Stories From SIFI: They worked hard for a better life in America until ICE detained them

From time to time, Southeast Immigrant Freedom Initiative (SIFI) lawyers share stories about the challenges their clients are facing. Below are brief narratives about the struggles of three detained immigrants who are receiving legal representation from SIFI at the Irwin County Detention Center (ICDC) in Ocilla, Georgia.

Roberto Bladimir Peraza Tobar

Roberto came to the U.S. from El Salvador in 2008 on an H2B visa for temporary, non-agricultural workers. He thought he was going to Louisiana to do reconstruction work, but found himself entangled in a cruel human trafficking scheme.

He spent his first four months in the U.S. crammed into various apartments – at times sharing a single apartment with up to 20 men – with limited access to food. He was forced to work for almost no pay.

He and several other men who were held under these conditions were able to escape with the help of a local resident. Following his escape, he met his wife and began to build a life for himself in the U.S. He worked diligently to support his wife and his baby daughter as their sole provider.

That ended, however, when he was arrested in early November 2017 in Georgia for a driving incident. He spent nine days in jail, and then he was transferred to the Irwin County Detention Center (ICDC) on a U.S. Immigration and Customs Enforcement (ICE) hold.

Roberto has suffered greatly in detention at ICDC. With limited funds on his phone account, he has found it nearly impossible to call his family. He was placed into solitary confinement “for his own safety” after another detained individual made threats to him about his wife. After spending more than three weeks in solitary confinement, he was released from segregation only after a staff person noticed that his nose was bleeding, and inquired about his health.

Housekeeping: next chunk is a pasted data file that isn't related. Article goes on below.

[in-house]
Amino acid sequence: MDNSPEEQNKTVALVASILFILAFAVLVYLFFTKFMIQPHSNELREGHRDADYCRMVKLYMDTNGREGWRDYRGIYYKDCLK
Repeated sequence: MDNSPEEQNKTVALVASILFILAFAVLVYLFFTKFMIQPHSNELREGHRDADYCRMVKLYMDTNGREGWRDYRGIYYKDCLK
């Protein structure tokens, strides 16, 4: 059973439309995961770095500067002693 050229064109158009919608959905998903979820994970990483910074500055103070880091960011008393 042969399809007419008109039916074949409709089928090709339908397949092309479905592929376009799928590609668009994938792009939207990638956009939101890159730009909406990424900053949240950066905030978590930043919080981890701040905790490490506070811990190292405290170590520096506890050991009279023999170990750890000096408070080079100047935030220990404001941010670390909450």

Roberto is terrified to return to El Salvador and devastated to be separated from his wife and infant daughter.

Mauritanian Evangelist

This client, who did not wish to be named, came to the U.S. from Mauritania in 2013 on a tourist visa. He came here because he wanted to practice Christianity without fear. While studying abroad in Tunisia, he converted from Islam to Christianity. He began translating religious videos into Arabic, and published them on YouTube.

After returning to Mauritania, he was arrested for spreading Christianity – a criminal offense in that country – and spent 100 days in prison. Mauritanian police interrogated and threatened him, ordering him to convert back to Islam. While holding him in a cell, officers beat and tortured him on three separate occasions for his religious beliefs and his refusal to convert to Islam.

To protect him from further abuse, his father applied for him to get a visa to the U.S. He arrived in 2013, working and living most recently in the Atlanta area. That came to an abrupt end when he was arrested for loitering. He was transferred to ICDC in early October 2017.

Honduran Refugee

This client, who also did not wish to be named, entered the U.S. in 2002 via Texas. From the time he was a young boy, he was subjected to brutality and violence in his home country of Honduras.

At age 6, he witnessed the shooting death of a preacher right in front of him. He was forced to join the army at 16. He and several of his fellow soldiers were victims of harassment and assault by a lieutenant, and he was subjected to solitary confinement and torture, ranging from psychological abuse to being forced to bathe with toilet water for speaking out against the mistreatment. Officers slammed his fingers with a gun at one point, resulting in the loss of his fingernails.

He fled to the U.S., working and living here from his arrival in 2002. His brother was murdered suddenly back home in 2014, making it even more important for the client to be able to stay in the United States.

He had been living in the U.S. with a fellow Honduran friend for over eight years when he was arrested in November 2017 for a driving incident. He spent several days in jail before he was transferred to ICDC on an ICE hold. He has been detained there ever since, fighting his asylum case with the help of SIFI lawyers.


The Southeast Immigrant Freedom Initiative is a project of the SPLC that enlists and trains volunteer lawyers to provide free legal representation to detained immigrants facing deportation proceedings in the Southeast.